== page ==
Thursday, May 15, 2008

Checking In

Last year I picked up at the Milwaukee airport, which has, amazingly, a used-book store, the "Hotel Red Book" for 1958. Looking through it I'm struck that hotels, like department stores and newspapers, were also civic institutions torn apart by revolutionary technological changes.

So this is 1958, Disneyland exists, people are throwing their kids in the car and taking off for Yellowstone or Florida or whatever. Air travel is growing, and railroads still have passenger business. Accommodations largely consist of downtown hotels and motels of varying levels of quality, from old "courts" with little cottages to new brickfaced, low-slung buildings that you evaluate driving by on the highway. Holiday Inn is about five years old, Howard Johnson is putting up motels all along the turnpikes, and motels are organizing themselves into collective associations -- Best Western Association, Quality Courts United. Sheraton is growing rapidly, and Conrad Hilton has 25 hotels in the U.S. That puts Hilton about even with Albert Pick, although Hilton is about to open up the Nile Hilton in Cairo.

But this is before credit card payments -- Holiday Inn's historic deal where you could charge your stay on your Gulf credit card is a few years away -- or national reservation systems. The only real way to reserve a hotel room is to use a travel agent or hotel front desk with a telex terminal. And the typical downtown hotel is a locally owned, single site operation, or owned by a chain that has five or six hotels in two or three cities.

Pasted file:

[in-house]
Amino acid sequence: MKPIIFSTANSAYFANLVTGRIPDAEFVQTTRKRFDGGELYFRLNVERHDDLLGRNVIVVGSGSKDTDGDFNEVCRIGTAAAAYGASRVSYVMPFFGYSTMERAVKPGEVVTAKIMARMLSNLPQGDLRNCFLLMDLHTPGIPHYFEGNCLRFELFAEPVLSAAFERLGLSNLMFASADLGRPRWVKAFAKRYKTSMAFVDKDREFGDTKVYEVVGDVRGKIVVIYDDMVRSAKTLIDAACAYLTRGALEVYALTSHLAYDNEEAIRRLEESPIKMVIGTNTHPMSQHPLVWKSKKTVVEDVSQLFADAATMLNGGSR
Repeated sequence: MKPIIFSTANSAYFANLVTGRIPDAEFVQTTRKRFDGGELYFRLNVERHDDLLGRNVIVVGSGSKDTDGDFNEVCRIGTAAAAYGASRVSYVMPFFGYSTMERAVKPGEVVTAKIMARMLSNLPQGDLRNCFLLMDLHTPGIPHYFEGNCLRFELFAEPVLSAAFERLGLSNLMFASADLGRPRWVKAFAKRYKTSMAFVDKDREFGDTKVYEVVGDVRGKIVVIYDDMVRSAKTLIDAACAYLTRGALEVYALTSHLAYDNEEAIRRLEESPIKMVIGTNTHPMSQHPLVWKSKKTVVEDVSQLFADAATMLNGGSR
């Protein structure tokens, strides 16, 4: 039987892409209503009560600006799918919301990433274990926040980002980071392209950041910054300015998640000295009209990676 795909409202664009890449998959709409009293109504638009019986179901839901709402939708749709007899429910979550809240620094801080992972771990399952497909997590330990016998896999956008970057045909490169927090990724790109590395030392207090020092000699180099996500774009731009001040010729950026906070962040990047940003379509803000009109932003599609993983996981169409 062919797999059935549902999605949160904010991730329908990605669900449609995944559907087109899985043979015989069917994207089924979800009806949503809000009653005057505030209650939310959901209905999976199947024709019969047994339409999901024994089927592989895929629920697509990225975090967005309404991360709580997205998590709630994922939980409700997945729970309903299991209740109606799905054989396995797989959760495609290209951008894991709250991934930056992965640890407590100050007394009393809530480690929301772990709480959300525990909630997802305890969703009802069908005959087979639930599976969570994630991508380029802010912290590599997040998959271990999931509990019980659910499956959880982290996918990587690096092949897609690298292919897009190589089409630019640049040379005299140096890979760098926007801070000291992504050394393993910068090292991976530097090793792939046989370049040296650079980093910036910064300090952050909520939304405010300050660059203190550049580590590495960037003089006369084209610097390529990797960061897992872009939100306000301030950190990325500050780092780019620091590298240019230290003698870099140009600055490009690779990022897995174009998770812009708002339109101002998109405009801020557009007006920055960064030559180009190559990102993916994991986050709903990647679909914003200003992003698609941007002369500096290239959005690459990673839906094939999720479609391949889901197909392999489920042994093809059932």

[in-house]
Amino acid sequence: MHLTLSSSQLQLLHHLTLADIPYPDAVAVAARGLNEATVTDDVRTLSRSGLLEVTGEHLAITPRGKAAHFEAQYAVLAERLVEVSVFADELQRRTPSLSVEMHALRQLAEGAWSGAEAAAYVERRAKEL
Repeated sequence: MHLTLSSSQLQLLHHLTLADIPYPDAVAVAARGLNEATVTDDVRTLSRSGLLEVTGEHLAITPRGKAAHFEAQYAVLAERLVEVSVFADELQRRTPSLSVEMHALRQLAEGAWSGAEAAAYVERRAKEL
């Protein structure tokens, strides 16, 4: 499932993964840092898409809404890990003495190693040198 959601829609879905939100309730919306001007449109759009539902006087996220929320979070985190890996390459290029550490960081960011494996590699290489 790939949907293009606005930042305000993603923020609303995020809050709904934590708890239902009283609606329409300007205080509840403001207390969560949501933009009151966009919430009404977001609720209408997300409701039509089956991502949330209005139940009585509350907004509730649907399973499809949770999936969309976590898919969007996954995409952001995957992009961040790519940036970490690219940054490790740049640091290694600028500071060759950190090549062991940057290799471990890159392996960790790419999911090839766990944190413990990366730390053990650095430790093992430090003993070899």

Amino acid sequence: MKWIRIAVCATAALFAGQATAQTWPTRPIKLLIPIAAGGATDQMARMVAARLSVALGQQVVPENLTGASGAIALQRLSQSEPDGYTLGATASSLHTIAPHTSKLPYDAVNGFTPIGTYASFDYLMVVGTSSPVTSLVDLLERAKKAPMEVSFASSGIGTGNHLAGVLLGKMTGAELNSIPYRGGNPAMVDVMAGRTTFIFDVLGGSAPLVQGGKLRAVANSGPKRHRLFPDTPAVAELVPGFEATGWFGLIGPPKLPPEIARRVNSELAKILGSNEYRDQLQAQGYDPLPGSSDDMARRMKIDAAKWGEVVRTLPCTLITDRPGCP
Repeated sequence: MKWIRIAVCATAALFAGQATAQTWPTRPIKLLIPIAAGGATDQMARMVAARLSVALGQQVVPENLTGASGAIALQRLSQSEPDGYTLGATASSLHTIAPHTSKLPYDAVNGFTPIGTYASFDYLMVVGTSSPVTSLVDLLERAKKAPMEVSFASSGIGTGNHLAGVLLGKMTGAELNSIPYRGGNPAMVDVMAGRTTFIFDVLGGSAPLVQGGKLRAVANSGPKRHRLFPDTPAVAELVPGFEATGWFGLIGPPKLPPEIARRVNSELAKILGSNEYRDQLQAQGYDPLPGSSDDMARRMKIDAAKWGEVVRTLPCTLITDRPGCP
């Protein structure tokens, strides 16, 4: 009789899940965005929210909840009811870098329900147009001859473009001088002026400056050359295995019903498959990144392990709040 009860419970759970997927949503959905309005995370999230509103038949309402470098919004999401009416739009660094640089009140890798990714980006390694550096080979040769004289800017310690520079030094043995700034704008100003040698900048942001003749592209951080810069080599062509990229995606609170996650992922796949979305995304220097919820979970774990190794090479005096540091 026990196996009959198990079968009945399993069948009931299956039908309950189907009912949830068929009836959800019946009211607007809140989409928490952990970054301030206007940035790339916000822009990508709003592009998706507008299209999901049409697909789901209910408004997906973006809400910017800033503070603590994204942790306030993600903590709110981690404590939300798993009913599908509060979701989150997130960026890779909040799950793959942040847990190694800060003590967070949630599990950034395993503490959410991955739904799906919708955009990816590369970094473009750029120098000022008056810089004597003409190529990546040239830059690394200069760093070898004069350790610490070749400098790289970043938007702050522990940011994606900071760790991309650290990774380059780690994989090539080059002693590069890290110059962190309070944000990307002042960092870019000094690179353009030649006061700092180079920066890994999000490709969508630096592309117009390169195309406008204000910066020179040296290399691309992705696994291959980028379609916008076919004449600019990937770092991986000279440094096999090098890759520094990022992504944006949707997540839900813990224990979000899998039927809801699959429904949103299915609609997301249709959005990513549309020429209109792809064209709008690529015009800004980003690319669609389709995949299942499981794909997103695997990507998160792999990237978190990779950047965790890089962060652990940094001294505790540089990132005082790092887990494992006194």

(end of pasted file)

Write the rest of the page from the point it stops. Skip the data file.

Downtown hotels are clustered around the department stores and other shopping and government offices. You may not know where they are by location when you drive into a town on Route 66 or U.S. 40 or S.R. 37, so many of them are skyscrapers with signs on top -- Benjamin Franklin Hotel or Durant Hotel or whatever so that drivers can easily locate them. Most also have large signs on the building, of the sort that one sees flashing into Elwood and Jake's room before Princess Leia blows up the flophouse door.

After a dry spell in World War II, the hotel business is booming with America's 1950s prosperity. And downtown hotels are trying to keep their share of the trade. But because of the Depression and the war, they went years without having much money, or competitive need, to make improvements. Now they're coping with three disruptive technologies.

First is television. TV as a ubiquitous part of life is less than a decade old. Buying TVs for every room was a big cost; rooms were small, and you already had a big radio unit in them; TV signals could be hard to pick up in old masonry buildings; TV was hard to get in smaller towns before cable anyway. So what to do?

Second is air-conditioning. Until the 1950s, a/c is found largely in theaters, parts of big stores (the lower floors of department stores, for example, but not the top ones), and the homes of the extremely rich in the South. Offices and hotels didn't have it. Now every new commercial building is being built with it. Retrofitting old hotels that are still operating is a nightmare. Do you buy window units for every room? That blocks off the windows, uses up an electrical plug, and could overload the whole system. Do you retrofit all the heaters? The hotel builders of the 1920s didn't anticipate this. What to do.

This on top of the fact that at all but the absolute best hotels, until the 1950s it was not the expectation that every room would have its own full bathroom. Most city hotels were built with some cheap rooms with shared bath for traveling salesmen and the like. The rooms just had a sink. But America's affluence has made those rooms unacceptable.